USE OF MOLECULAR TECHNIQUES TO ADDRESS THE EVOLUTION OF DISPLAY TRAITS IN THE PTILONORHYNCHIDAE AND OTHER PASSERIFORM SPECIES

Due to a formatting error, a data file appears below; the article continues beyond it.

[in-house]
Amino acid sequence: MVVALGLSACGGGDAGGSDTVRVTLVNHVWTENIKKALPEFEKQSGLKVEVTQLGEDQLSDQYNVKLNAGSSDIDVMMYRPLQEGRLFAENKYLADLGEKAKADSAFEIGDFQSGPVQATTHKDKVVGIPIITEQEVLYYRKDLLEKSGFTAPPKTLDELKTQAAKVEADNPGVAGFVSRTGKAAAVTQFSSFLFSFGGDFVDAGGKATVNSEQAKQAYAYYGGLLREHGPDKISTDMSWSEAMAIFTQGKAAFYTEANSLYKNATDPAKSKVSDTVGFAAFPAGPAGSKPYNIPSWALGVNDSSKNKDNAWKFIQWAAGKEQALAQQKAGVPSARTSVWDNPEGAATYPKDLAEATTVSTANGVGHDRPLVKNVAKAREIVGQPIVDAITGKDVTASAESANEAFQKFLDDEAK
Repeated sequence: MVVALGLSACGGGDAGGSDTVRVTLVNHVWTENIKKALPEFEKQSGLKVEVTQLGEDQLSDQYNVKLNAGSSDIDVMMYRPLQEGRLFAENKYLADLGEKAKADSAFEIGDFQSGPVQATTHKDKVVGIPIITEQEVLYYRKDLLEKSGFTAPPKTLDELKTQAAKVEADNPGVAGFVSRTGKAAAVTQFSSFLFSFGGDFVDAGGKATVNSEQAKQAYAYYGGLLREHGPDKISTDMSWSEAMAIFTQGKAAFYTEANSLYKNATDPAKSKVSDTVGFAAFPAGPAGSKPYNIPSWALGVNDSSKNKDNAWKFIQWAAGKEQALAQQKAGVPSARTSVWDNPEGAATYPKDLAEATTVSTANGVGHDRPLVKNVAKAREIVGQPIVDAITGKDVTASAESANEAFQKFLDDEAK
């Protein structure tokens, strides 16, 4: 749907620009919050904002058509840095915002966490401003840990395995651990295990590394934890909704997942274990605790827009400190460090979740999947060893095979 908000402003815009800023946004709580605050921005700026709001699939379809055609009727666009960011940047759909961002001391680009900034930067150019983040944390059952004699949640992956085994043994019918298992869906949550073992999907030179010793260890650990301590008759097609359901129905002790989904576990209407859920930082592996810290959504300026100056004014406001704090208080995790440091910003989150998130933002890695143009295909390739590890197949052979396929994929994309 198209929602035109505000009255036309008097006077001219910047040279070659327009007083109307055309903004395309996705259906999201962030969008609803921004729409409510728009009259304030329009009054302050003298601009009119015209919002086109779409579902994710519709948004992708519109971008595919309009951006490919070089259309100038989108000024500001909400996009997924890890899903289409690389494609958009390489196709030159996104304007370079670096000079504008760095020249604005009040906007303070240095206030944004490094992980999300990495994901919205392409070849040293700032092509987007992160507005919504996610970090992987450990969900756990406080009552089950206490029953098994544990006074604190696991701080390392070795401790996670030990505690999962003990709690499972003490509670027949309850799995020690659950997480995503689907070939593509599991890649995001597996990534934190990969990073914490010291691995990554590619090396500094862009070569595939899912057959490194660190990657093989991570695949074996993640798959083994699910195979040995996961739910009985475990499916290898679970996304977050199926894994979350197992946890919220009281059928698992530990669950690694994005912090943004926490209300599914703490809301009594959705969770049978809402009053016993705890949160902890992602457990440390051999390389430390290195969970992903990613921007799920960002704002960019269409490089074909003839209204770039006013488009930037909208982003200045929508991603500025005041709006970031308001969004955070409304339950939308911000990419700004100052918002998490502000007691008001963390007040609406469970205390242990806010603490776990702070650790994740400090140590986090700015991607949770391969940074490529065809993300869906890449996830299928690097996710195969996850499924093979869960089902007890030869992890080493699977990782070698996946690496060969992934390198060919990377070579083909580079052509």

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Tests of hypotheses addressing the evolution of complex traits have greatly benefited from advances in the field of molecular genetics. Current molecular techniques allow for the identification of genetic variability, useful in estimating genetic relatedness and potentially explaining phenotypic variation. Here I use molecular data to address the evolution of complex traits within the Ptilonorhynchidae and other Passeriformes. My estimation of a bowerbird molecular phylogeny suggests two highly unlikely scenarios of complex trait evolution (i.e. polygyny, bower construction, decoration use, etc.); either polygyny and complex display traits evolved in parallel, or monogamy evolved from non-resource based polygyny, a transition for which no unambiguous examples could be found, and complex traits evolved once and were lost. Molecular evidence also supports the existence of four Sericulus species, dating the radiation to coincide with the upheaval of the central New Guinea mountain range, and suggests plumage coloration may be a labile trait within this group and therefore a poor indicator of species relatedness. Use of ultraviolet (UV) signals in birds is hypothesized to associate with the ability to see UV wavelengths, a trait with a well-documented genetic basis (replacements at key amino acid positions in the short-wavelength-sensitive 1 (SWS1) opsin pigment influence pigment sensitivity and potentially color discrimination). UV signal use may alternatively evolve to match the local light environment. Results from bowerbirds suggest extreme differences in UV reflectance are due to light availability and not differences in UV vision because amino acid sequences in the bowerbirds were nearly identical. Expanding upon this study, I compared SWS1 opsin gene sequences from 134 passeriform species and plumage UV reflectance measurements from 91 of these species. Results from the molecular data are unprecedented; replacements at five amino acid positions are predicted to have occurred nearly simultaneously, suggesting a constraint on UV vision evolution. Additionally, species reflect most intensely in wavelengths to which they are predicted to be sensitive. These results suggest a constraint on UV vision may also constrain the evolution of UV signals in the Passeriformes. These studies highlight the usefulness of molecular data when testing hypothesis of species and trait evolution.